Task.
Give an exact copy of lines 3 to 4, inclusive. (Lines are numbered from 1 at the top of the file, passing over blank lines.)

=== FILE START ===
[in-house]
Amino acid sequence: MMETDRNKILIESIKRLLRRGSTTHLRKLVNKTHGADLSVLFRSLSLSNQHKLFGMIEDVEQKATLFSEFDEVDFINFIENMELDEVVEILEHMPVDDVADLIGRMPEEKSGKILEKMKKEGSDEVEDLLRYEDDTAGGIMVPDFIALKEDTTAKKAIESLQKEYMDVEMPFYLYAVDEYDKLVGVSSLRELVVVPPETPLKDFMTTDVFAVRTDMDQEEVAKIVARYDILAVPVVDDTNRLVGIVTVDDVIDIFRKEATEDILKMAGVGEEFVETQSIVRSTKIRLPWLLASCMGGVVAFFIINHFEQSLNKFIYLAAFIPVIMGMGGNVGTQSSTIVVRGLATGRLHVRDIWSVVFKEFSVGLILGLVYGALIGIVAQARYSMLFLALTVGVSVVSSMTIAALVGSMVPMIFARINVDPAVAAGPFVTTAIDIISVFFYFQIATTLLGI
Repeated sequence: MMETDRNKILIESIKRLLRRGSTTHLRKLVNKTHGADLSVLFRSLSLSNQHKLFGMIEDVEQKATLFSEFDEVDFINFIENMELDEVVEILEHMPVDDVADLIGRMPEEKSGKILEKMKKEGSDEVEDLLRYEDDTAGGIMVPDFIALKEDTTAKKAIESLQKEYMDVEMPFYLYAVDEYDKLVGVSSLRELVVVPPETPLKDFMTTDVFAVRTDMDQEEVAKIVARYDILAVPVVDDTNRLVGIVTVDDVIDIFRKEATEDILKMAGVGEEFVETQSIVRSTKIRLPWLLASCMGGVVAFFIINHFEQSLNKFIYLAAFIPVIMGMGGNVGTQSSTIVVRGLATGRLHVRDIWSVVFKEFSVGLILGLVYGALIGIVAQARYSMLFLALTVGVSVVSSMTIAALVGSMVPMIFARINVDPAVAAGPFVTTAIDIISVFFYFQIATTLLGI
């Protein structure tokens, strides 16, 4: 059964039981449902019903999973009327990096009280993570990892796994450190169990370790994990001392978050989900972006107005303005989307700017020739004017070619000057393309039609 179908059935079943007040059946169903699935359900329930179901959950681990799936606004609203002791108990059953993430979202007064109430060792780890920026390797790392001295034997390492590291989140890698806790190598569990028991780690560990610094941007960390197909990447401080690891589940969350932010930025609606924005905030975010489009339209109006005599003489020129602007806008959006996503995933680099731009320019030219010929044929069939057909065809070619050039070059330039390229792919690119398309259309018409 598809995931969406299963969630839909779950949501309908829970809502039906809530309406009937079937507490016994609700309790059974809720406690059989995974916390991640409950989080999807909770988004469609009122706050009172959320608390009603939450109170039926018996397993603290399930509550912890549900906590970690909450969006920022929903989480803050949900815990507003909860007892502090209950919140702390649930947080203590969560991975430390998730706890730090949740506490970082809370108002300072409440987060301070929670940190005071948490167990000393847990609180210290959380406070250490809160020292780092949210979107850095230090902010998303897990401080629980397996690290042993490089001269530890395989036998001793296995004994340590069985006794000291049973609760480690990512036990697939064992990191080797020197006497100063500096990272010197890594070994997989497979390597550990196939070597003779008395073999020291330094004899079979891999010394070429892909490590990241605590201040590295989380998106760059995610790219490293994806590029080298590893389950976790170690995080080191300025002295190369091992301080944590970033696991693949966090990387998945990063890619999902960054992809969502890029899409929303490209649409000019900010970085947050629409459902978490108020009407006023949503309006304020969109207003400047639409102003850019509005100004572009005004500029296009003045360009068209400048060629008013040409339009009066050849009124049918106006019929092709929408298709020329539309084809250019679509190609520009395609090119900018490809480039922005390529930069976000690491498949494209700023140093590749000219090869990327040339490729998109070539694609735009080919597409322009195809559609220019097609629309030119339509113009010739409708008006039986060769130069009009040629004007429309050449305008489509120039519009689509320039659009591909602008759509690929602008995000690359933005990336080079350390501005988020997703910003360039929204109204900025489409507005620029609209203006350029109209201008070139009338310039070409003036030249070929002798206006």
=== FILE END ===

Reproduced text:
Repeated sequence: MMETDRNKILIESIKRLLRRGSTTHLRKLVNKTHGADLSVLFRSLSLSNQHKLFGMIEDVEQKATLFSEFDEVDFINFIENMELDEVVEILEHMPVDDVADLIGRMPEEKSGKILEKMKKEGSDEVEDLLRYEDDTAGGIMVPDFIALKEDTTAKKAIESLQKEYMDVEMPFYLYAVDEYDKLVGVSSLRELVVVPPETPLKDFMTTDVFAVRTDMDQEEVAKIVARYDILAVPVVDDTNRLVGIVTVDDVIDIFRKEATEDILKMAGVGEEFVETQSIVRSTKIRLPWLLASCMGGVVAFFIINHFEQSLNKFIYLAAFIPVIMGMGGNVGTQSSTIVVRGLATGRLHVRDIWSVVFKEFSVGLILGLVYGALIGIVAQARYSMLFLALTVGVSVVSSMTIAALVGSMVPMIFARINVDPAVAAGPFVTTAIDIISVFFYFQIATTLLGI
């Protein structure tokens, strides 16, 4: 059964039981449902019903999973009327990096009280993570990892796994450190169990370790994990001392978050989900972006107005303005989307700017020739004017070619000057393309039609 179908059935079943007040059946169903699935359900329930179901959950681990799936606004609203002791108990059953993430979202007064109430060792780890920026390797790392001295034997390492590291989140890698806790190598569990028991780690560990610094941007960390197909990447401080690891589940969350932010930025609606924005905030975010489009339209109006005599003489020129602007806008959006996503995933680099731009320019030219010929044929069939057909065809070619050039070059330039390229792919690119398309259309018409 598809995931969406299963969630839909779950949501309908829970809502039906809530309406009937079937507490016994609700309790059974809720406690059989995974916390991640409950989080999807909770988004469609009122706050009172959320608390009603939450109170039926018996397993603290399930509550912890549900906590970690909450969006920022929903989480803050949900815990507003909860007892502090209950919140702390649930947080203590969560991975430390998730706890730090949740506490970082809370108002300072409440987060301070929670940190005071948490167990000393847990609180210290959380406070250490809160020292780092949210979107850095230090902010998303897990401080629980397996690290042993490089001269530890395989036998001793296995004994340590069985006794000291049973609760480690990512036990697939064992990191080797020197006497100063500096990272010197890594070994997989497979390597550990196939070597003779008395073999020291330094004899079979891999010394070429892909490590990241605590201040590295989380998106760059995610790219490293994806590029080298590893389950976790170690995080080191300025002295190369091992301080944590970033696991693949966090990387998945990063890619999902960054992809969502890029899409929303490209649409000019900010970085947050629409459902978490108020009407006023949503309006304020969109207003400047639409102003850019509005100004572009005004500029296009003045360009068209400048060629008013040409339009009066050849009124049918106006019929092709929408298709020329539309084809250019679509190609520009395609090119900018490809480039922005390529930069976000690491498949494209700023140093590749000219090869990327040339490729998109070539694609735009080919597409322009195809559609220019097609629309030119339509113009010739409708008006039986060769130069009009040629004007429309050449305008489509120039519009689509320039659009591909602008759509690929602008995000690359933005990336080079350390501005988020997703910003360039929204109204900025489409507005620029609209203006350029109209201008070139009338310039070409003036030249070929002798206006």